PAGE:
Tuesday, March 3, 2015

Multiscale localisation in 3D and confocal images deconvolution: Howto

Following last week's impulse, here is a tutorial about the subtleties of multiscale particle localisation from confocal 3D images.

For reference, this has been published as

A novel particle tracking method with individual particle size measurement and its application to ordering in glassy hard sphere colloids.
Leocmach, M., & Tanaka, H.
Soft Matter (2013), 9, 1447–1457.
The corresponding code is available at Sourceforge, including the IPython notebook corresponding to the present tutorial.

Particle localisation in a confocal image

First, import necessary library to load and display images

import numpy as np
from scipy.ndimage import gaussian_filter
from matplotlib import pyplot as plt
from colloids import track
%matplotlib inline

We also need to define functions to quickly display tracking results.

def draw_circles(xs, ys, rs, **kwargs):
    for x,y,r in zip(xs,ys,rs):
        circle = plt.Circle((x,y), radius=r, **kwargs)
def display_cuts(imf, centers, X=30, Y=25, Z=30):
    """Draw three orthogonal cuts with corresponding centers"""
    draw_circles(centers[:,0], centers[:,1], centers[:,-2], facecolor='none', edgecolor='g')
    plt.imshow(imf[Z], 'hot',vmin=0,vmax=255);
    draw_circles(centers[:,0], centers[:,2], centers[:,-2], facecolor='none', edgecolor='g')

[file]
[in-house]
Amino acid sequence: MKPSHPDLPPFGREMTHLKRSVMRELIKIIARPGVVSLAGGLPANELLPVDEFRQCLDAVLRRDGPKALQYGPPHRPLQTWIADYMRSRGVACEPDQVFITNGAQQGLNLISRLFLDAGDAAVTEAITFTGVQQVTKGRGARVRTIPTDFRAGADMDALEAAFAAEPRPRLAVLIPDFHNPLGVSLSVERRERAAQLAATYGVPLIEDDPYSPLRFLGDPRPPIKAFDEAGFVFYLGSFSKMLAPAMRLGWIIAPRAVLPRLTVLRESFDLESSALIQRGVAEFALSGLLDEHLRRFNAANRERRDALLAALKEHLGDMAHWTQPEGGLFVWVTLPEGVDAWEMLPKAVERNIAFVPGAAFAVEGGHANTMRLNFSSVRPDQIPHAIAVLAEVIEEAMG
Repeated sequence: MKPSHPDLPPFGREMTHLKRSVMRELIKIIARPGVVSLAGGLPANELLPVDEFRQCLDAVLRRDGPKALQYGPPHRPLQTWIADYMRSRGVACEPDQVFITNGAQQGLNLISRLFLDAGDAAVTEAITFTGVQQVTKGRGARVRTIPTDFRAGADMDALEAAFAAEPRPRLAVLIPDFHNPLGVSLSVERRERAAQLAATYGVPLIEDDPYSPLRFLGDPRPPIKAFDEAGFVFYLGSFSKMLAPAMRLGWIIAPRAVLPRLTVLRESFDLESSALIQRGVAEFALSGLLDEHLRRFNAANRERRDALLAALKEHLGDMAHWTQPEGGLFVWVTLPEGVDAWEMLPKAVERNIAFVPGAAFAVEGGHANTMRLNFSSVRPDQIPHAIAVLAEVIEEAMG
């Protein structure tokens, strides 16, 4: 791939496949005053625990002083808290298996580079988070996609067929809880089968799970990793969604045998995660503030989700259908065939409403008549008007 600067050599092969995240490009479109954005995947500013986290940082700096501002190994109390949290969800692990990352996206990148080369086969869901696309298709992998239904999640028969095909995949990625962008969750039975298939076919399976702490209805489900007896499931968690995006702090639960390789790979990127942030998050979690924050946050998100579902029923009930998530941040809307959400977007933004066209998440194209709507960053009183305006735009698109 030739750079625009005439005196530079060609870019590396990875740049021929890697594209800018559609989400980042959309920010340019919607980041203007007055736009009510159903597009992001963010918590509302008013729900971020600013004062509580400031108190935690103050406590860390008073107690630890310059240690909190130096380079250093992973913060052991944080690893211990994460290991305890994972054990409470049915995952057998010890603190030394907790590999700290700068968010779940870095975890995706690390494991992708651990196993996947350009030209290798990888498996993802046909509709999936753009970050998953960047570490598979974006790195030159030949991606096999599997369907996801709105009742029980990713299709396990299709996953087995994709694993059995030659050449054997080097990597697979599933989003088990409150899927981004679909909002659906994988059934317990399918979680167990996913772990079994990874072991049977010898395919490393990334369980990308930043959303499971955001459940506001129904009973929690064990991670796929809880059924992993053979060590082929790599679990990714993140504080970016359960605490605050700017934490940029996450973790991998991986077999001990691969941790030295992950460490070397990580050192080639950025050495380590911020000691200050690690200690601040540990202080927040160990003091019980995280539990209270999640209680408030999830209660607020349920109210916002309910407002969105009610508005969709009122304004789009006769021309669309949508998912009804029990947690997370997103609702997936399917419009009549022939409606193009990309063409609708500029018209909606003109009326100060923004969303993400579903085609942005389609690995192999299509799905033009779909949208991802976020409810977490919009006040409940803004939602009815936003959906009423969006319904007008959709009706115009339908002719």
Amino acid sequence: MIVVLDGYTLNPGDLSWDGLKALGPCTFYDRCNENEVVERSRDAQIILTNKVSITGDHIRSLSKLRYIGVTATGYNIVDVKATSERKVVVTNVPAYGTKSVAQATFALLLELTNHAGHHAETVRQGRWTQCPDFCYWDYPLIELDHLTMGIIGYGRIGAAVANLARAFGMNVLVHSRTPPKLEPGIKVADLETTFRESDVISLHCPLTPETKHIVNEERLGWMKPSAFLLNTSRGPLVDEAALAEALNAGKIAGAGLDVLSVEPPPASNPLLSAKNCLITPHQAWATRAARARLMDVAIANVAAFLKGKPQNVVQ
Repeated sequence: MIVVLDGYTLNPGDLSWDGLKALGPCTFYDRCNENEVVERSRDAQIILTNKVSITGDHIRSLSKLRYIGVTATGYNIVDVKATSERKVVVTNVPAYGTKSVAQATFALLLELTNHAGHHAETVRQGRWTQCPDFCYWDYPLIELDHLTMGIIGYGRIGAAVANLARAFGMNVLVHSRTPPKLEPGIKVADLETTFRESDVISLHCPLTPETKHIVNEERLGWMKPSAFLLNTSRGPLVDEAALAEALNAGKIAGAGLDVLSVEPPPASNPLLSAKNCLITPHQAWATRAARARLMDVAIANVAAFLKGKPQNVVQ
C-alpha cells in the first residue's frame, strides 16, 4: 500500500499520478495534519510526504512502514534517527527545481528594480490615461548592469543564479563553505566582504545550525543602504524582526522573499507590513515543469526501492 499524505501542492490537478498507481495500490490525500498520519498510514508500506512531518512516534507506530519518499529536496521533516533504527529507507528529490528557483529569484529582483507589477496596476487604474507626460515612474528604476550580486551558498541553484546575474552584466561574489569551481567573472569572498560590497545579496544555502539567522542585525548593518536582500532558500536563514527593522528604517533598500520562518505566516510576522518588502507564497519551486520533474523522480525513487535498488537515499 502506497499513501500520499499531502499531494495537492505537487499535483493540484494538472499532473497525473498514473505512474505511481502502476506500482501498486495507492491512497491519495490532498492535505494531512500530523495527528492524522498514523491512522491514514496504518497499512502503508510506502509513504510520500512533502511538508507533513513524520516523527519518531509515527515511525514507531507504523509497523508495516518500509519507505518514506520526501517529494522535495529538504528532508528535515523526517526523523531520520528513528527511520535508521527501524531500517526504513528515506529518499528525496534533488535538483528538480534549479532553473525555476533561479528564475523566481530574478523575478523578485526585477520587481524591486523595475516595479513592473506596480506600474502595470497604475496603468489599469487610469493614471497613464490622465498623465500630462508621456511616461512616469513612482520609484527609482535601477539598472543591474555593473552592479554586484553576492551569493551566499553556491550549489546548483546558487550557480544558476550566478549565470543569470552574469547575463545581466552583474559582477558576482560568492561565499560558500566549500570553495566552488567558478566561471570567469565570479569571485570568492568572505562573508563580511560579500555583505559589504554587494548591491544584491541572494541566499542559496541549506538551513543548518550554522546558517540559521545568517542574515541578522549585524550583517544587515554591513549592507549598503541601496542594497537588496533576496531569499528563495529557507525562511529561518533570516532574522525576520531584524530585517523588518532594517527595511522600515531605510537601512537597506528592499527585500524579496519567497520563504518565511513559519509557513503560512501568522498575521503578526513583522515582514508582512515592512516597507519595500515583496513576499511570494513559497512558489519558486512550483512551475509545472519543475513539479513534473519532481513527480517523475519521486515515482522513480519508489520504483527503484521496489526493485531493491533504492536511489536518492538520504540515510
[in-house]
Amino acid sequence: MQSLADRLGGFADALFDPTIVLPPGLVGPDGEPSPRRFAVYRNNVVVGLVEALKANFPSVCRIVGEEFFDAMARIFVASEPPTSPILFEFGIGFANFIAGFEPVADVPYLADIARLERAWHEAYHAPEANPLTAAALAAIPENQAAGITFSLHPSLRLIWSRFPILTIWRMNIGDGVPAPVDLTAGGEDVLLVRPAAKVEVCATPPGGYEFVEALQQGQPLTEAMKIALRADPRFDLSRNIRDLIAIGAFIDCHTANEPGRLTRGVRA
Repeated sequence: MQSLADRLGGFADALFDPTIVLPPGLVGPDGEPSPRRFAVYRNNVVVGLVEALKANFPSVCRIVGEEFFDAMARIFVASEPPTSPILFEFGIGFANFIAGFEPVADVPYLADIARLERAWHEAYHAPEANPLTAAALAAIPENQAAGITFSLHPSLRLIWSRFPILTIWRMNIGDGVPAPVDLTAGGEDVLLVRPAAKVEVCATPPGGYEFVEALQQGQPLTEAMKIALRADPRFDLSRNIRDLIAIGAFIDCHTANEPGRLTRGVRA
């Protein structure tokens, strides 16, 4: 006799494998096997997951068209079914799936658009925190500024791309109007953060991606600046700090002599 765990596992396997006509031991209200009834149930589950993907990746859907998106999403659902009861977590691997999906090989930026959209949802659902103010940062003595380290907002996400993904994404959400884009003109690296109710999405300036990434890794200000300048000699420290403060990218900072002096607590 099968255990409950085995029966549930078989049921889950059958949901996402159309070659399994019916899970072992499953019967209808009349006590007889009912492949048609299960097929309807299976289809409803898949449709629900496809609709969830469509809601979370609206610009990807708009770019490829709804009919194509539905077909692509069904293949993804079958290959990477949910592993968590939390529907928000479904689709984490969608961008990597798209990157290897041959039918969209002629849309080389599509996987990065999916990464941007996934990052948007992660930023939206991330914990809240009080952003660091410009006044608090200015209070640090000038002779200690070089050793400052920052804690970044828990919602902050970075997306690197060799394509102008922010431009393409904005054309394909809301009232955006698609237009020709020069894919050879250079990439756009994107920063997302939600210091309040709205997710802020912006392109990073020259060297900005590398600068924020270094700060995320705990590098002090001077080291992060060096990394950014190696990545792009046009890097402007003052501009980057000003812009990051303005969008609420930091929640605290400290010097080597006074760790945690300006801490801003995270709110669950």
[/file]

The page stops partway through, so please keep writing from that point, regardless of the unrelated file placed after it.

plt.imshow(imf[:,Y], 'hot',vmin=0,vmax=255);
    draw_circles(centers[:,1], centers[:,2], centers[:,-2], facecolor='none', edgecolor='g')
    plt.imshow(imf[:,:,X], 'hot',vmin=0,vmax=255);

Raw confocal image

Load the test data, which is only a detail of a full 3D stack. Display different cuts.

Note that raw confocal images are heavily distorted in the \(z\) direction. We actually have 4 particles in the image: two small on top of each other, one on the side and a slightly larger below and on the side.

imf = np.fromfile('../../../multiscale/test_input/Z_elong.raw', dtype=np.uint8).reshape((55,50,50))
plt.subplot(1,3,1).imshow(imf[30], 'hot',vmin=0,vmax=255);
plt.subplot(1,3,2).imshow(imf[:,25], 'hot',vmin=0,vmax=255);
plt.subplot(1,3,3).imshow(imf[:,:,30], 'hot',vmin=0,vmax=255);

Create a finder object of the same shape as the image. Seamlessly work with 3D images.

finder = track.MultiscaleBlobFinder(imf.shape, Octave0=False, nbOctaves=4)

Feed the image in the tracker with default tracking parameters. The output has four columns : \((x,y,z,r,i)\) where \(r\) is a first approximation of the radius of the particle (see below) and \(i\) is a measure of the brightness of the particle.

centers = finder(imf)
print centers.shape